WAIT–IS THE NEW YORK TIMES GOOD FOR ANYTHING?!?
Giving the Devil his due I actually have to thank the wretched “Old Grey Lady” for an article alerting me to the 25th anniversary of one of my favorite records….
WHAT IT SOUNDED LIKE TO ME THEN…
Dummy was once a great fixture in my cd rotation. The British have been great scavengers of American music, especially made by Black Americans, since the Beatles, and refashioning those sonic tropes into something new and skewered. What an American is likely to hear is repackaged exoticism. Eventually the greater artists(Beatles, Stones, The Who, Led Zeppelin, David Bowie, Amy Winehouse et al) move beyond mimicry and astonish both sides of the Atlantic with a stunning palimpsest, the outlines of the original sources remain yet a new layer of paint is visible.
Cobbling together Isaac Hayes, Billie Holiday, 60s film scores, hip hop, dub reggae and God knows whatever else that was moody and slow moving, Portishead was as greyed out as Leonard Cohen or The Cure, but their melancholy floated atop a cascade of hypnotic beats and washed-out samples.
It was nonsense to hype Beth Gibbons as the “next” Billie Holiday, but she is in her own fashion a marvelous torch singer. With her voice slightly buried in the mix she’s a perfect vessel for the band’s icy waters. Portishead is unthinkable without her. She’s its lighthouse.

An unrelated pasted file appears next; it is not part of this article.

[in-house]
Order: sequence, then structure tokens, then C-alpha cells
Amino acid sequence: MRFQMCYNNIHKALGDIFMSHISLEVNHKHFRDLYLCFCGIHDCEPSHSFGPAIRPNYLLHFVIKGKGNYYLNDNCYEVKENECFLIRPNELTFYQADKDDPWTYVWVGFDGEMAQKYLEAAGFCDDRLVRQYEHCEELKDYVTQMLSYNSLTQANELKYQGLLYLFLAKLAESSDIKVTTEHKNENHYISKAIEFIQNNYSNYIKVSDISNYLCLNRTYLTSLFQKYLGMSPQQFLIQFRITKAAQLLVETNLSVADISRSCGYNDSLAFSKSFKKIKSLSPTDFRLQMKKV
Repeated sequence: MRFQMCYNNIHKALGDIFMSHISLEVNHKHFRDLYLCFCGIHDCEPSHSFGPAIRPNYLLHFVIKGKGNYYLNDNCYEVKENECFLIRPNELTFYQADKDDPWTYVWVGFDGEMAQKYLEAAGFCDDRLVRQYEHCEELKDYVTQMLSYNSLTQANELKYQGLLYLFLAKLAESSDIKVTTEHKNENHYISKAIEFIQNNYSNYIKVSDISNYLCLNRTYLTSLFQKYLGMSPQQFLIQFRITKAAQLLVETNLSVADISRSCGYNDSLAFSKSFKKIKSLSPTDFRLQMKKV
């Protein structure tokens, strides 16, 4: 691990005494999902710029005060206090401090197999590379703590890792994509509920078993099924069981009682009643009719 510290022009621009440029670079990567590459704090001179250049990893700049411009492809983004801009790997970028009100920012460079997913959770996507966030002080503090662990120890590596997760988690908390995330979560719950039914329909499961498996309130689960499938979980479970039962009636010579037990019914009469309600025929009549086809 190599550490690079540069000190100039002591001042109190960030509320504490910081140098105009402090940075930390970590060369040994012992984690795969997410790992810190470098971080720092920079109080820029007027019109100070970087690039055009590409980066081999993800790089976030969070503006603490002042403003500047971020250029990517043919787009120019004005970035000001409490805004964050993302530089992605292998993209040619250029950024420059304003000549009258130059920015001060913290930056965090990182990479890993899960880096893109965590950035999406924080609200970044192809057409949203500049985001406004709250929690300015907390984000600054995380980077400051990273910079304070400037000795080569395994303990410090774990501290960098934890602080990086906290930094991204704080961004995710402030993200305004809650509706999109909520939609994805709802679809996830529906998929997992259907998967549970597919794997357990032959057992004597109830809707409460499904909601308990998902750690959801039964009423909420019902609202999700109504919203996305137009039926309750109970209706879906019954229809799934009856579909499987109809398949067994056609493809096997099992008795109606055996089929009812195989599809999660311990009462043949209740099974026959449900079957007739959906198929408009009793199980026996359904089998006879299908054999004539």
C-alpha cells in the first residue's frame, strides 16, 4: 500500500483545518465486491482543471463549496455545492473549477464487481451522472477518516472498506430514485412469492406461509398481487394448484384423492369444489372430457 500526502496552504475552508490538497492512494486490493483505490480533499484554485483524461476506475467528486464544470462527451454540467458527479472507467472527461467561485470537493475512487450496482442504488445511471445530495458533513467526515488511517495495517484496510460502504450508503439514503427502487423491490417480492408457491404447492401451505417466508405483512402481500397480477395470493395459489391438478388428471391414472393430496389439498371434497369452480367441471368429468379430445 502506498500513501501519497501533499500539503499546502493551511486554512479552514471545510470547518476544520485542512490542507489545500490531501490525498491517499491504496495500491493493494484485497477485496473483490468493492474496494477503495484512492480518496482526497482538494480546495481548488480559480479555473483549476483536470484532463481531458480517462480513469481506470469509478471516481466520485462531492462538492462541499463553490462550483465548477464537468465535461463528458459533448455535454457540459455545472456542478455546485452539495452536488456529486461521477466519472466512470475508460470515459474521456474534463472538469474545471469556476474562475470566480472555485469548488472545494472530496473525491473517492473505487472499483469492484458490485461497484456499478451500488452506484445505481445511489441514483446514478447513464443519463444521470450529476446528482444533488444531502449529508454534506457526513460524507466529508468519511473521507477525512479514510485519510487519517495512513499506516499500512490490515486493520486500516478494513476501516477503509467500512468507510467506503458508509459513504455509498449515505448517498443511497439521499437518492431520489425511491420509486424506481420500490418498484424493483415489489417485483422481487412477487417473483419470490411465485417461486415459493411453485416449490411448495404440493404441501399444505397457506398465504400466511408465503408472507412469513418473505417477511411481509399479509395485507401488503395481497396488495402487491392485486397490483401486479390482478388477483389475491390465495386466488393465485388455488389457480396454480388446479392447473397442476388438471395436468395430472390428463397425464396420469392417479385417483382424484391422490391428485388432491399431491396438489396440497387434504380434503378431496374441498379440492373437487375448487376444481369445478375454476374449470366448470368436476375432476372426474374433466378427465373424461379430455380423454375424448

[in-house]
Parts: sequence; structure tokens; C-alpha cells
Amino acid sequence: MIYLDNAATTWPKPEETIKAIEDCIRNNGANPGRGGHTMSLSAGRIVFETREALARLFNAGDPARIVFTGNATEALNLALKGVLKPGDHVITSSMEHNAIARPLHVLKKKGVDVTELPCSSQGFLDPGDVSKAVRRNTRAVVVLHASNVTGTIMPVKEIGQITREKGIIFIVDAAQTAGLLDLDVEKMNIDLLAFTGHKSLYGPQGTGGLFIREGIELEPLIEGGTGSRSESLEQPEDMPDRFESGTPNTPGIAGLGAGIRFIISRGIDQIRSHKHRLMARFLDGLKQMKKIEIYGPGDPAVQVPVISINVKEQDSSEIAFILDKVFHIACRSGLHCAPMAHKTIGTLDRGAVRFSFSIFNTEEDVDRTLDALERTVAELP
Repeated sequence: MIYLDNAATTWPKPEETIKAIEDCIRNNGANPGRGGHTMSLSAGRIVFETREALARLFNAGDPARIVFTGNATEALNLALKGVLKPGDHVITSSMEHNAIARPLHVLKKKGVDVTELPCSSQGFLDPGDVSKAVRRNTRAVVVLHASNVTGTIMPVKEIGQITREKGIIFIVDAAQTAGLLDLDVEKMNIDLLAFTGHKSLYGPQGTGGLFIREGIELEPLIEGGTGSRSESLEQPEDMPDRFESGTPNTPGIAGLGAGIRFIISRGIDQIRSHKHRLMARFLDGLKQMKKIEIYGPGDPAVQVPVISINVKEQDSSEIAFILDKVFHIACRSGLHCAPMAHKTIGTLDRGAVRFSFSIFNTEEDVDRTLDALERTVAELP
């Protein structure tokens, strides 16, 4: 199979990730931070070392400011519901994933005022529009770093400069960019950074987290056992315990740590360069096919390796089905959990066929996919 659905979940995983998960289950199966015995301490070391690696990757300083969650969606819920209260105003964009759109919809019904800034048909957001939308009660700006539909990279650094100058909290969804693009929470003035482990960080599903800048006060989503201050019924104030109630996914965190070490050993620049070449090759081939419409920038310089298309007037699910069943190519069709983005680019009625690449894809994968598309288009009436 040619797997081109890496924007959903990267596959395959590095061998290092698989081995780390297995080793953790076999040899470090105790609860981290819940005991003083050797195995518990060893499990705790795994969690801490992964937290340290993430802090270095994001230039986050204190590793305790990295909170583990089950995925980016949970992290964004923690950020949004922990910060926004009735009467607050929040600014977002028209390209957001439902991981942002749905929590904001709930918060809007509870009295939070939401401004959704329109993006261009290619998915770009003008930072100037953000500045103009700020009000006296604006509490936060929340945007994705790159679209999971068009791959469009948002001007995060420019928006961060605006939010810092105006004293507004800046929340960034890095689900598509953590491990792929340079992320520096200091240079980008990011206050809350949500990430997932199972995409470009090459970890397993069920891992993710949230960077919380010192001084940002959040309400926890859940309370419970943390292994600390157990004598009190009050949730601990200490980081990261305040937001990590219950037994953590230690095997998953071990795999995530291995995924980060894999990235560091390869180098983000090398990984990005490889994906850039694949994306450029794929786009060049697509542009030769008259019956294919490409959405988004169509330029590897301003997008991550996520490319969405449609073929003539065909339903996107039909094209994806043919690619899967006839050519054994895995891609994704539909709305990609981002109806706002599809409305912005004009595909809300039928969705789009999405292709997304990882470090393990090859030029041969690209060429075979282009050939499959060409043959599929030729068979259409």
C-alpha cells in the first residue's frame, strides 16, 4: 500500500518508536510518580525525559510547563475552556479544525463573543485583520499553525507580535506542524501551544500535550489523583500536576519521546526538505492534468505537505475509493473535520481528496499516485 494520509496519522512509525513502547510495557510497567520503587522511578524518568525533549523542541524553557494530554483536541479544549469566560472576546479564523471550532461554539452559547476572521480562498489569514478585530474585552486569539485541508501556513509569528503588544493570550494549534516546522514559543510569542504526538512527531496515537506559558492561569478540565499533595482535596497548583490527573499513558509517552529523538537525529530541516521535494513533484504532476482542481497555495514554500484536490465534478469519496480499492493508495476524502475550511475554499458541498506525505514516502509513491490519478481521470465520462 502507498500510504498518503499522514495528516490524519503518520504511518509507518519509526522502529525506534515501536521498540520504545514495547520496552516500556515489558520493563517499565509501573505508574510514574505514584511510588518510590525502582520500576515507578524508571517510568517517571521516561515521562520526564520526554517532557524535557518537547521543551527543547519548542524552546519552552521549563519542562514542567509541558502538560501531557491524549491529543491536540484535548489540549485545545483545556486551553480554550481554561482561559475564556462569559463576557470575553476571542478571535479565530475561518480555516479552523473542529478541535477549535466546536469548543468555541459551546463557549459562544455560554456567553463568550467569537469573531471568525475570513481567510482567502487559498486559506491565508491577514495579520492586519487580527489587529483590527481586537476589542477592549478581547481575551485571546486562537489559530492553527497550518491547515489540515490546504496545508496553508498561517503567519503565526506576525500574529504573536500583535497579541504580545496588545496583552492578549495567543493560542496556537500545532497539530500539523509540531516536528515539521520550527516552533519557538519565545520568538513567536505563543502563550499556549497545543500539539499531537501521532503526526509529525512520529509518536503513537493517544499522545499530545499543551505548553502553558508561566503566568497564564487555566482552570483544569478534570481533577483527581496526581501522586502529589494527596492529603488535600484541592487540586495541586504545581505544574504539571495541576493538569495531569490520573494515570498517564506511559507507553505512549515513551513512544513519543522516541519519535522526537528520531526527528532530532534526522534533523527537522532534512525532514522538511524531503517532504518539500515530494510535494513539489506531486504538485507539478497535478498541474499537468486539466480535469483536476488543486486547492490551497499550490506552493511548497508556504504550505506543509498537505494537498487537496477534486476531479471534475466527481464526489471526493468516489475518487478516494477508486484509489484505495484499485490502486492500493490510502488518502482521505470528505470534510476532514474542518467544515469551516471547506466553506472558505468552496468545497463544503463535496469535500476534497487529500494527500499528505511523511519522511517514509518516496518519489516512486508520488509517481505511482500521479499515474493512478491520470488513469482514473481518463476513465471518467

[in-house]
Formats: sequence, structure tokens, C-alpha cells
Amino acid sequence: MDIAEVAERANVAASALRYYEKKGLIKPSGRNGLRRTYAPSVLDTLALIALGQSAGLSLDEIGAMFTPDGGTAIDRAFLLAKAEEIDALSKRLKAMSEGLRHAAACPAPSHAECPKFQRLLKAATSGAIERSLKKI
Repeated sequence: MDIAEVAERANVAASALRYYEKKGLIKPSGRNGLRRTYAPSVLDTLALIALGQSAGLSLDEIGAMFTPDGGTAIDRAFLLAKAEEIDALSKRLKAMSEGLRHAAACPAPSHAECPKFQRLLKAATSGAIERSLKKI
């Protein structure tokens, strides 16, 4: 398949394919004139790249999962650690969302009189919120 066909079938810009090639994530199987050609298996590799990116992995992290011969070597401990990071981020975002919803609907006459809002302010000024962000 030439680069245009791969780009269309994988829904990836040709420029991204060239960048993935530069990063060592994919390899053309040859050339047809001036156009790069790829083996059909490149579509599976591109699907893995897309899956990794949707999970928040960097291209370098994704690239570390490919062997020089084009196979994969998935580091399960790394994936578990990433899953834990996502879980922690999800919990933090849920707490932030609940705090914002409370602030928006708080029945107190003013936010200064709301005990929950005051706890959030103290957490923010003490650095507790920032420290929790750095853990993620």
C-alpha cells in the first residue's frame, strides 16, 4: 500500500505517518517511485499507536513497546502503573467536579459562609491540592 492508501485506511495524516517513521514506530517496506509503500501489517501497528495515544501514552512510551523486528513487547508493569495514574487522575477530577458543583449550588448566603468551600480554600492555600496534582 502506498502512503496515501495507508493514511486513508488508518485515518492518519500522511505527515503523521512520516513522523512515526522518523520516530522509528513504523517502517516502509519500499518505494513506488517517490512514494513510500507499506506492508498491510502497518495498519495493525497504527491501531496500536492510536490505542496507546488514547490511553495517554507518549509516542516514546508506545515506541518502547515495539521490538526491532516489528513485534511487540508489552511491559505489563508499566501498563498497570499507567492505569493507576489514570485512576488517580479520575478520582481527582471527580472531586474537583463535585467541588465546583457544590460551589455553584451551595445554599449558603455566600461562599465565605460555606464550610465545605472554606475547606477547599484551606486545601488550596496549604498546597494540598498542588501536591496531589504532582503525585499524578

Echoing her sulk, the masterful arrangements and production were its own rewarding soundscape. Yes, they might have listened to contemporary American hip hop for their own pleasure, but Portishead had far more in common with their own English arty peers: Kate Bush, the Cure, but especially the Cocteau Twins. Trio. Charismatic yet idiosyncratic female singer. Layers of swirling sound. Yep, a template existed before their formation, even if Portishead reached theirs organically….
WHAT IT SOUNDS LIKE TO ME NOW…
There’s a phenomenon only if you’re an older listener, prize the authenticity of a band or artist who takes pride in their concert performances and have been raised on live albums is that often you begin to prize the officially released live albums(and truthfully also the bootlegged ones) over the studio cuts. Even if the band/artist have made great studio recordings. For example, Nirvana. Rarely do I listen to Nevermind or In Utero. They’ve been out of my rotation since the late Nineties. Yet the MTV Unplugged album has been a frequent spin since its 1994 release. When I want to hear Nirvana its the sirens call.
Dummy occupies the same dusty shelf as Nevermind, while their 1998 live album Roseland NYC Live remains the enduring charmer. My ear has become so tuned by this album that listening to Dummy straight through has been a shocker. I prefer the live counterparts to the included Dummy tracks, the exception being “Sour Times.” The studio version is unparalleled, a transmission of a James Bond theme from a movie never made, a dollop of Sixties sonic fetishism(the twangy guitars, nibbling six string bass, a sulky girl singer, an arch arrangement) which remains undated. Live the band scraped away the Lalo Schfrin meets John Barry ornamentation, until what emerges from the Russian toy of an egg within an egg within an egg is a scorching rocker, a theremin howling behind the crunching guitar like a banshee.